Do you have an interest in working with newer performers too?
Yeah, there's one person I'm working with for the first time, kind of—he was part of the open call for my performance at PS1. It was super-intense, and I didn't mind that, but when one person starts going hard, everyone does. Still, there was one guy who held back a little bit. I'd met him once an hour before and I was impressed that he was able to maintain what he wanted to do. But there are people I've worked with for five years now too, like Dylan Crossman, who was in the Merce Cunningham Company. I have about 25 people who I use somewhat regularly. There's choreography in my work but I don't consider myself a proper choreographer, so there's a different pace to what most dancers are used to. Having rehearsals for a year and a half is normal for a lot of these dancers, but that sounds excruciating to me!

How has your view of what you do changed as you've become more established? Do you consider yourself part of the dance community, or still bound to the art world? And have those changes affected who you want to work with, and who wants to work with you?
The Guggenheim were the first to commission me to make "a dance." I liked the idea of that, as someone from a visual art background. I'd taken on elements of dance, but never made a traditional dance. People sat in their chairs and they were there for an hour—those trappings were all there. But once you say it's a dance, there are certain expectations that can then be played around with. Dancers are great all-round performers. There's an efficiency to them that's a little different to actors.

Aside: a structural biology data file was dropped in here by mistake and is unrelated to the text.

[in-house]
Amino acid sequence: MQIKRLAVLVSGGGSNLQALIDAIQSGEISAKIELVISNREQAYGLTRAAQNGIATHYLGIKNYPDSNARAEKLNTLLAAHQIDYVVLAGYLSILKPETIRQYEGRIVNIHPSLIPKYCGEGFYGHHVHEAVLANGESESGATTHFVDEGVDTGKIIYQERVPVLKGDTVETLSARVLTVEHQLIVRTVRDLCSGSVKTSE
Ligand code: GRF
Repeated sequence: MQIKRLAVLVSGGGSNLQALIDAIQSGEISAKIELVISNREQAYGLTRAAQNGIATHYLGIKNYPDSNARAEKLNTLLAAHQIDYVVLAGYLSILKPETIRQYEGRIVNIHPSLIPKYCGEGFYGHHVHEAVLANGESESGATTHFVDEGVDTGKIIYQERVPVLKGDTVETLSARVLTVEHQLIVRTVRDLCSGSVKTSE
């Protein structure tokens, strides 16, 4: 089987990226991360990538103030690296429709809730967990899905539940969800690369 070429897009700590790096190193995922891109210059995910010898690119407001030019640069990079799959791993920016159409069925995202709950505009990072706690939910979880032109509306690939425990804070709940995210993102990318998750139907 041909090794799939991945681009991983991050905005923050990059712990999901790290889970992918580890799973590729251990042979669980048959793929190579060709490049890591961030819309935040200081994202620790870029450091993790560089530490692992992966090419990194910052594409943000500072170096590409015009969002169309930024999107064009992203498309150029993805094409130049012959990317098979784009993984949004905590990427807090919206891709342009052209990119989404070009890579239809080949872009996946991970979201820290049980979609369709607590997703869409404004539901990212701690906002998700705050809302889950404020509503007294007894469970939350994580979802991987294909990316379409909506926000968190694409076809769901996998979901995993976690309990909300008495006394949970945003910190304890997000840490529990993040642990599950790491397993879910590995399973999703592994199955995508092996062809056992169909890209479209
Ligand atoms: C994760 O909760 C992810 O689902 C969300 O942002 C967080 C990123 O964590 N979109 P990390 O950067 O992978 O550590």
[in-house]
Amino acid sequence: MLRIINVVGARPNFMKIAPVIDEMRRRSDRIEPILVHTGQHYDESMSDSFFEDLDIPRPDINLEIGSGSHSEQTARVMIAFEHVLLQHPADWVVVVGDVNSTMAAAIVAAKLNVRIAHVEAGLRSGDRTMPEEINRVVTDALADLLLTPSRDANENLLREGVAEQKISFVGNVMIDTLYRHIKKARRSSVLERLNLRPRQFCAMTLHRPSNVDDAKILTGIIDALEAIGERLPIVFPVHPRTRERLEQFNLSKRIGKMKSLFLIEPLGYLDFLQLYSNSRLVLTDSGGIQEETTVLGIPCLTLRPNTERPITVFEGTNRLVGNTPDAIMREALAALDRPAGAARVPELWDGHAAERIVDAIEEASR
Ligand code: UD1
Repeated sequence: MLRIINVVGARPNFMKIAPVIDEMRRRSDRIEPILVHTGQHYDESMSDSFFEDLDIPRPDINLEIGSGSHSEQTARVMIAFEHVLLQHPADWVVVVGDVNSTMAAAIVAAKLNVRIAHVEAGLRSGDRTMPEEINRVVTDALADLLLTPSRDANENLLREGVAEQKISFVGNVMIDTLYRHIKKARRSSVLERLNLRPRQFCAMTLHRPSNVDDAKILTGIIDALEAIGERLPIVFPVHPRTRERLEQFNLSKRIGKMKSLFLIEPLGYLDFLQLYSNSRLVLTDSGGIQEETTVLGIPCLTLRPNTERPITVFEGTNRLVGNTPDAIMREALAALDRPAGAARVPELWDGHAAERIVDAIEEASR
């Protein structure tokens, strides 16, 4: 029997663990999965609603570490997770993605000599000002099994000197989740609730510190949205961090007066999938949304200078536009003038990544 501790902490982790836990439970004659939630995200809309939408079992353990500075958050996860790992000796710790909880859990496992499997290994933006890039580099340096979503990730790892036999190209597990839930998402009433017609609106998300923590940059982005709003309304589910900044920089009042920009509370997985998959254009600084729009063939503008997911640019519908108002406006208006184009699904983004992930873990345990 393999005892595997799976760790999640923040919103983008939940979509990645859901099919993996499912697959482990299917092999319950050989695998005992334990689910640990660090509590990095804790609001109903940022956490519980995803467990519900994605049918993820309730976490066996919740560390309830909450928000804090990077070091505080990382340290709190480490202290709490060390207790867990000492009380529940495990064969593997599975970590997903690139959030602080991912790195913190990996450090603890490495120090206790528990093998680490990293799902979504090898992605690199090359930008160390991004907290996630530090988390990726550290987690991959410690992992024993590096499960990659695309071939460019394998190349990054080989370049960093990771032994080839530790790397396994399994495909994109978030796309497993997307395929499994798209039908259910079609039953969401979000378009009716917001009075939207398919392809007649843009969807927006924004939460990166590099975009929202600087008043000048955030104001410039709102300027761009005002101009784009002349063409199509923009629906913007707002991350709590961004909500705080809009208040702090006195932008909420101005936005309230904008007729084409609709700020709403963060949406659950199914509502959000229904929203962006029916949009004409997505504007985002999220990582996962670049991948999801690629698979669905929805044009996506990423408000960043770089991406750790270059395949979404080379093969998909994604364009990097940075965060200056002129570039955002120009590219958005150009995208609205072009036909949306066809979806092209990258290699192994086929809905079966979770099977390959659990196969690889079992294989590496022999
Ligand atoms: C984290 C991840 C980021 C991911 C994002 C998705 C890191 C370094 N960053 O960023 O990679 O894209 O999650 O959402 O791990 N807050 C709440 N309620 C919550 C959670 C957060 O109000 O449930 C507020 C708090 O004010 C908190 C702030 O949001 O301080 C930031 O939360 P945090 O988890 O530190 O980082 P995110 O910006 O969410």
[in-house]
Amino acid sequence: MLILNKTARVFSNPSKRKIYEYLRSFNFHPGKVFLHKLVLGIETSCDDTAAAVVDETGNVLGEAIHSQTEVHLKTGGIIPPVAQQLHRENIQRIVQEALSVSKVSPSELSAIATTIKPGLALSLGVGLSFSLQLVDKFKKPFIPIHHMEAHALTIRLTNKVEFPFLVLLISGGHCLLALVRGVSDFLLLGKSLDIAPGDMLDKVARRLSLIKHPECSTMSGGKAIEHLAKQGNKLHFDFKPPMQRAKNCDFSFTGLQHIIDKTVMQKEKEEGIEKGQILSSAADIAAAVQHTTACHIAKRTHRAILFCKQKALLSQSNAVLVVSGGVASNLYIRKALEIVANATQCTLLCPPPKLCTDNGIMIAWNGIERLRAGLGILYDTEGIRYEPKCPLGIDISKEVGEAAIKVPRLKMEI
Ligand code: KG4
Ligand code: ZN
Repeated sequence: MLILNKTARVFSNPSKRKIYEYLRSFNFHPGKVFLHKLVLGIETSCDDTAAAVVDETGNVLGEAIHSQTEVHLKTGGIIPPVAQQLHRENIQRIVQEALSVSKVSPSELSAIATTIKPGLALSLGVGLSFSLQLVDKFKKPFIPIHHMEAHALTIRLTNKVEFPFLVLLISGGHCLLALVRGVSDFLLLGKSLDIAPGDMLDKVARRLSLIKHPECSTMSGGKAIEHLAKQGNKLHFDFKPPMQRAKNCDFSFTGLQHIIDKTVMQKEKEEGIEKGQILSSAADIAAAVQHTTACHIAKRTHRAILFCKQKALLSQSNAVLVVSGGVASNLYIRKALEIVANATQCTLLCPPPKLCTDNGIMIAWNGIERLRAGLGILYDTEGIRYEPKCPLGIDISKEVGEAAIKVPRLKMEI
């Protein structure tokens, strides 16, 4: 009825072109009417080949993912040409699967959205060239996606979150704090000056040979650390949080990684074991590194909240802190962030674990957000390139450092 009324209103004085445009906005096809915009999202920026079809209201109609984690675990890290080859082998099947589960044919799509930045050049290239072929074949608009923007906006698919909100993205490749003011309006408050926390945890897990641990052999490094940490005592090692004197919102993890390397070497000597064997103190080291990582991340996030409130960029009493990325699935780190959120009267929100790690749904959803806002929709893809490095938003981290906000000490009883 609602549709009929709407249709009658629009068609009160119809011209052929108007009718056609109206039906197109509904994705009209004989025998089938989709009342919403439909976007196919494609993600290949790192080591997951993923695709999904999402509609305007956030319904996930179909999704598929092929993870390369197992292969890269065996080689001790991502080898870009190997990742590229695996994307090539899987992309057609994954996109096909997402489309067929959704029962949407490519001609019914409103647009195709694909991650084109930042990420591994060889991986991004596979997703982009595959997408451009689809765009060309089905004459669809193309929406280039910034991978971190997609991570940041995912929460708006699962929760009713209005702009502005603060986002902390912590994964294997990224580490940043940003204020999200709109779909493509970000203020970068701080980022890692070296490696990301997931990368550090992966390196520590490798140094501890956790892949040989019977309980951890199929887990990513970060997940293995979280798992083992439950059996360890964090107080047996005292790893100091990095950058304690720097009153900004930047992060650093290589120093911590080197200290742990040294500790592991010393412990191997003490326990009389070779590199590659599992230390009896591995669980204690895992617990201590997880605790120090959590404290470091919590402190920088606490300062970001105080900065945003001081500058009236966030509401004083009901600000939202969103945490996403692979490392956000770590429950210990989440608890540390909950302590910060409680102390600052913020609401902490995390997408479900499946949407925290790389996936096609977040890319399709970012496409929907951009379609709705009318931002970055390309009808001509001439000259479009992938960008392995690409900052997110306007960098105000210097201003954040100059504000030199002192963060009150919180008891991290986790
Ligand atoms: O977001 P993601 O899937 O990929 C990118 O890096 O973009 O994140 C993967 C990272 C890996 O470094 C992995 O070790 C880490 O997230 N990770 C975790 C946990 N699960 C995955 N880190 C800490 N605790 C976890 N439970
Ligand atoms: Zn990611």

As to how it's changed, I think of things as images, so a rehearsal for me is working to make that image come to life, whereas in contemporary choreography, it's more about the exploration of movement. I go into rehearsal with an idea, and it's about finding a way to make that happen. Also, because it's live, there has to be room for some improvisation, and for the performer's own talents.

Is there any location that you'd like to work with in particular? You've switched between theatrical settings, museums, your show at Mary Boone Gallery. What's next?
I need to take a break from fixed-seating proscenium, just to recharge on ideas of how to work with that kind of space, which is a very unusual situation. I never thought I'd be making something else at the Guggenheim in that sort of space. I like spaces that are flexible. People have expectations of a proscenium; they don't engage in the same way as with a space they can walk around in.

I enjoyed your reference, in an earlier interview, to the Guggenheim theater as resembling a "parliamentary" space, a political area.
It is! It's a weird thing. Even within the art world there are so many people that don't even know there's a theater there. So I get that added bonus of showing it to people for the first time.

As told to Michael Wilson